Dunleavy’s capital budget would reopen doors to sending inmates to Outside private prisons

Palmer Correctional Center (Photo by Department of Corrections).

The Dunleavy administration and the Office of Management and Budget under Donna Arduin have repeatedly asked the Legislature for permission to start shipping Alaska’s inmates off to private, for-profit prisons in the Lower 48.

The Legislature, citing concerns about costs and public safety, has repeatedly and specifically rejected this at every turn this year, but that hasn’t discouraged the administration, which hasn’t given up on a practice that one senator likened to sending inmates to “crime university.”

Today, in the Senate Finance Committee hearing on the governor’s proposal for a capital budget, senators noticed a line in Senate Bill 2002 that would repeal part of the partially funded capital budget that was signed into law just last week: “* Sec. 9.  Section 14, ch. 3, FSSLA 2019 is repealed.”

Paloma Harbour, OMB’s budget director, stumbled at the question, initially giving the senators an incorrect explanation of its purpose. Another official stepped in to say that it targeted the language that released funding for the reopening of the Palmer Correctional Facility in a stepped approach dependent on the growth of the prisoner population.

No explanation as to why the language needed to be repealed, and the senators didn’t ask for elaboration during a meeting that was already packed with other attempts to understand the administration’s reasoning behind the legislation.

It was Legislative Finance Division Director David Teal, who’s become a better and more transparent source of information on the governor’s proposals than the governor’s own team, who said told senators that the language does more than just repeal the contingency language.

“The money couldn’t be used for anything except the Palmer Correctional Facility. The change in the bill now is the that the $16 million has no conditions on it. The Department of Corrections gets that money regardless of population or prisoner count,” he said. “There’s a structural change as well. Instead of being limited to reopening the Palmer Correctional Facility, it’s simply put into management of inmate population. It can be used for anything within that appropriation, including out-of-state prisoner movements.”

Sen. Bill Wielechowski, the Anchorage Democrat who’s called such a practice “crime university” earlier this year, asked if it would cover private prisons.

“If that repealer language stays, would it allow the Department of Corrections to shift prisoners to out-of-state private prisons or in-state private prisons for that matter?” he asked.

“It would,” Teal said.

The administration didn’t mention such a possibility, but there’s reason to think it could what’s in mind.

Why it matters

There’s been plenty of scrutiny leveled at Dunleavy’s hire of Donna Arduin, who’s made a career out of moving from state to state to slash budgets for Republican governors, to oversee the state’s budget.

Chief among those concerns is Arduin’s history of working with private prison company GEO Group (one of the group’s spinoffs was the one that got the controversial no-bid award to run the Alaska Psychiatric Institute). Along her budget-cutting trail, The Center for Media and Democracy has outlined how, according to a Washington Post summary of the report, “legislation favorable to GEO Group has shadowed Arduin’s presence in government from California to Florida.”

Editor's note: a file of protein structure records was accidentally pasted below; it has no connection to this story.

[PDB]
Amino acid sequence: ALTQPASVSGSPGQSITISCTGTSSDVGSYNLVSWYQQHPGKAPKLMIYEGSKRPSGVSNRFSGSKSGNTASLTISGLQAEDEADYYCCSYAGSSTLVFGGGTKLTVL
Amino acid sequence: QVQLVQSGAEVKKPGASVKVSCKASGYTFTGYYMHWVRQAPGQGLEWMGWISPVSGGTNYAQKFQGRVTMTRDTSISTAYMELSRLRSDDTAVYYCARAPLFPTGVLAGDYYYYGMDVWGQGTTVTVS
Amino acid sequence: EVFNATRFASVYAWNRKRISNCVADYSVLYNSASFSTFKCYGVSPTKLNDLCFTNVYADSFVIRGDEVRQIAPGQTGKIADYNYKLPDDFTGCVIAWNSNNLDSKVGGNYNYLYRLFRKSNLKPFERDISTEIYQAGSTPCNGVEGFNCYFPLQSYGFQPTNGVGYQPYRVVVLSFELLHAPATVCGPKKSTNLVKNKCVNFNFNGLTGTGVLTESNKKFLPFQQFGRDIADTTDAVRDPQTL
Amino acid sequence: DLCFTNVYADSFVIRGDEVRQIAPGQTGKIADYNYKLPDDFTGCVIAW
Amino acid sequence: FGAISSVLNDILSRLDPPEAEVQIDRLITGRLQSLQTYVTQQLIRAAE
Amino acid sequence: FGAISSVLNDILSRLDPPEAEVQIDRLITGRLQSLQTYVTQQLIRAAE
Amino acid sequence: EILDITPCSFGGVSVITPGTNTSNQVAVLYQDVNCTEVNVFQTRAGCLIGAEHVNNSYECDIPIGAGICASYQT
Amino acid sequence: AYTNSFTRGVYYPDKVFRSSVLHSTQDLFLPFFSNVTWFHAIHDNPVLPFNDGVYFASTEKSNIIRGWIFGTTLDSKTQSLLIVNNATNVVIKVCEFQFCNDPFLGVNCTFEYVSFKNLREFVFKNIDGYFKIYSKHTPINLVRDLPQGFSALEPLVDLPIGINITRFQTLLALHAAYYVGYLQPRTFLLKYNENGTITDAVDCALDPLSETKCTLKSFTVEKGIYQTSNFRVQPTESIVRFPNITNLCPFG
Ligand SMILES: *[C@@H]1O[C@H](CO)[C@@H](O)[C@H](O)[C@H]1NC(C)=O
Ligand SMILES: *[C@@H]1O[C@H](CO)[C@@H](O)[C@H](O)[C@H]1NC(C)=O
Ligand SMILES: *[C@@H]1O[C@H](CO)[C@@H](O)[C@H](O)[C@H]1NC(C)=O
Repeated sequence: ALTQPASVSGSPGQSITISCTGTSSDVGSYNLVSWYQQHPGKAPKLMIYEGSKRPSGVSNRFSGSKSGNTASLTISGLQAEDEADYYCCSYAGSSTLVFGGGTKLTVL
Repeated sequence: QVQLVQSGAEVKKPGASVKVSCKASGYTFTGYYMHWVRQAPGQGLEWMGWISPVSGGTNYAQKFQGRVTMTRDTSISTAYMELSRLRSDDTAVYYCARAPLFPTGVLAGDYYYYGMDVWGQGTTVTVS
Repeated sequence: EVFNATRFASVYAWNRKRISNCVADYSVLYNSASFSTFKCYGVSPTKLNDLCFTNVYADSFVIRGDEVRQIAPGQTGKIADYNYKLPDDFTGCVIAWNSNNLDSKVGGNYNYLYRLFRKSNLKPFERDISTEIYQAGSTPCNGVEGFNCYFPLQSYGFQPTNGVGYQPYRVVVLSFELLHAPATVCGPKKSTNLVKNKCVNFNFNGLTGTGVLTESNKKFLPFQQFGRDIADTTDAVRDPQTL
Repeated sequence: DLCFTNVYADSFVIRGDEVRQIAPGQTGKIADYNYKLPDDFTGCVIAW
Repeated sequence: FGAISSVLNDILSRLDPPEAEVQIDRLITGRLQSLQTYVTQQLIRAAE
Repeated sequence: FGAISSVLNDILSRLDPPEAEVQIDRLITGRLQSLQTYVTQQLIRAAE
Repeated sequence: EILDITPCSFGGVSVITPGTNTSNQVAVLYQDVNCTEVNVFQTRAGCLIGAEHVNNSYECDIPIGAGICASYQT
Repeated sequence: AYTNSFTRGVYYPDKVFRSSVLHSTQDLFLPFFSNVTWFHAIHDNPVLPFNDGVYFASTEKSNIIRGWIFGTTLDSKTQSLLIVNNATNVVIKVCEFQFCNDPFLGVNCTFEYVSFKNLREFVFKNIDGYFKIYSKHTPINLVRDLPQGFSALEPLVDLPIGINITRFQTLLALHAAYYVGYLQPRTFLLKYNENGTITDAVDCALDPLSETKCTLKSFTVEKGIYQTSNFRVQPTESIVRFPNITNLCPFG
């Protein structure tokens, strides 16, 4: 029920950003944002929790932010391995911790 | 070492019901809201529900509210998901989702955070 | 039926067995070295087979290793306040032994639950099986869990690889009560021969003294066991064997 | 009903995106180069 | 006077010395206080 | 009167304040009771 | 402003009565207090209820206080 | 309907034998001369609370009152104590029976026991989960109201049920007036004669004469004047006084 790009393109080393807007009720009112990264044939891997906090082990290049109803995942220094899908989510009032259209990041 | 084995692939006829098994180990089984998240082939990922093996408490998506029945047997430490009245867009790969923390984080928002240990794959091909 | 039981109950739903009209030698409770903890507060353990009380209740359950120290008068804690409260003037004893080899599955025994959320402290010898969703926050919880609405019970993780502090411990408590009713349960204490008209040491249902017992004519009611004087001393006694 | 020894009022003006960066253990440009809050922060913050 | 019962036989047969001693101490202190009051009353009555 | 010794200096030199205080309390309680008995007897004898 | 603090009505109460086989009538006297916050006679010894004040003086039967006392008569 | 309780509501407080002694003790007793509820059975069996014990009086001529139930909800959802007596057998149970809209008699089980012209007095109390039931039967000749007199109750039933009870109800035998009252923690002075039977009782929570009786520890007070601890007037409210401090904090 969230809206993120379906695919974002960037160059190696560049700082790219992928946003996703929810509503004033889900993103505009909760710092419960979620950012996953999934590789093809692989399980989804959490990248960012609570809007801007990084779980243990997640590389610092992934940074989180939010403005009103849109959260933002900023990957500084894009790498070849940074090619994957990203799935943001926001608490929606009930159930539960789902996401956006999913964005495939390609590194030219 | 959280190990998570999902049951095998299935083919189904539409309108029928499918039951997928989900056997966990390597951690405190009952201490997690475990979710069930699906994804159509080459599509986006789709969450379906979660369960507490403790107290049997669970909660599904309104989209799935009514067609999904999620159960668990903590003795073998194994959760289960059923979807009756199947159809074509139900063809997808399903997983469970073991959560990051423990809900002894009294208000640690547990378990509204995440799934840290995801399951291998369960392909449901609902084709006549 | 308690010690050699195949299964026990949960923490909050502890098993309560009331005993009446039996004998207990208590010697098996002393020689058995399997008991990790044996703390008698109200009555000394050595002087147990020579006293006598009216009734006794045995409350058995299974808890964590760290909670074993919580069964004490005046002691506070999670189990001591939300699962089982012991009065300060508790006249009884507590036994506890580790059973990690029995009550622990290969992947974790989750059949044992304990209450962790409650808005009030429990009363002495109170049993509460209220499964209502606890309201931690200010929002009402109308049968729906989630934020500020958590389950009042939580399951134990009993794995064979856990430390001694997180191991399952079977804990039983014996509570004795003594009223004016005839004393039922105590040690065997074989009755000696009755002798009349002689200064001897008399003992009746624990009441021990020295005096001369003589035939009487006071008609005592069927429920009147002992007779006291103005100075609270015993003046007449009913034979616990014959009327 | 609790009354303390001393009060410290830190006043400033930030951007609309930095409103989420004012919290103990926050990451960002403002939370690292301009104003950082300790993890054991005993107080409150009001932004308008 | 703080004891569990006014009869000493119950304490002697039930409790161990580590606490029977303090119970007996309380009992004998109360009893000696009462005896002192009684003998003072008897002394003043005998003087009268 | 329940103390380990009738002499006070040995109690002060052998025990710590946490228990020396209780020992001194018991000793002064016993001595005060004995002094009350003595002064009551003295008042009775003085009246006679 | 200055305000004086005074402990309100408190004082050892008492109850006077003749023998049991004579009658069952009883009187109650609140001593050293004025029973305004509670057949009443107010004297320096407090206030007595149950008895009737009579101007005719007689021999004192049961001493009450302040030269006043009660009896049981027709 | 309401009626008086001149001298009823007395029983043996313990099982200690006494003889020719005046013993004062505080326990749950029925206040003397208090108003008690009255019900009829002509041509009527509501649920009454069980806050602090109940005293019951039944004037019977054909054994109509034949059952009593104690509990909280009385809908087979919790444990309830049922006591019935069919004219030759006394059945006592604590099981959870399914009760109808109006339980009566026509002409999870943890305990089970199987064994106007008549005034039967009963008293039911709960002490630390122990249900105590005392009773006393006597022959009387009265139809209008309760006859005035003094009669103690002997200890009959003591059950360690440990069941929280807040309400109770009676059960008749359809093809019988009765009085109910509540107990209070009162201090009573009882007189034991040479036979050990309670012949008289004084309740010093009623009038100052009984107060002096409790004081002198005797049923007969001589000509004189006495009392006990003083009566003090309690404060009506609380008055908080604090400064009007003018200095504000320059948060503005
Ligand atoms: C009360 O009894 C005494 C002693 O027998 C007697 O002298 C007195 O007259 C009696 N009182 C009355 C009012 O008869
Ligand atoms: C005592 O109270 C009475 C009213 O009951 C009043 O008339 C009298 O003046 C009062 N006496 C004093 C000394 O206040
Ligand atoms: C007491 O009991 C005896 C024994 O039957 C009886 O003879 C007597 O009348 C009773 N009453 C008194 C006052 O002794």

The administration has not been particularly forthcoming to the Legislature to justify its desire to begin shipping inmates to Lower 48 private prisons, a practice that was halted in the last decade.

Now-former House Finance Committee co-chair Rep. Tammie Wilson, R-North Pole, spearheaded the last effort to reject the administration’s attempts to ship inmates Outside. In a floor speech, she said that the administration had done nothing to justify its position and she was concerned that it would make Alaska less safe in the long run after talking with inmates who had experienced being housed out of state.

“They talked about how the inmates ran the prison and how many came back as gang members marked from that,” she said. “I’m not even sure we save any money. … The biggest thing is the cost that we have to the individuals that come back here and the type of the individual they come back as, possibly breaking the law even more. Those are costs that are hard to put down as dollars and cents.”

The stories aren’t just talk but are reflected in recent criminal charges filed against a violent white supremacist gang that gained a foothold in Alaska.

The feds said housing Alaskans in out-of-state prisons contributed to the arrival of the 1488s, “a violent and ‘whites only’ prison-based gang,” when it brought charges against the gang for murder, drug distribution, firearms trafficking, assault and kidnapping.

“The indictment further alleges the 1488 gang was established in approximately 2010 within the Alaska Department of Corrections and by Alaskan inmates incarcerated within the Colorado Department of Corrections and the Arizona Department of Corrections through interstate compact agreements,” explained the announcement of the arrests.

If the Legislature remains consistent, it should remove the repeal language immediately and keep the administration’s hopes of shipping inmates to for-profit prisons—a practice nearly everyone says could cost more while making Alaska less safe—out of the realm of reality.

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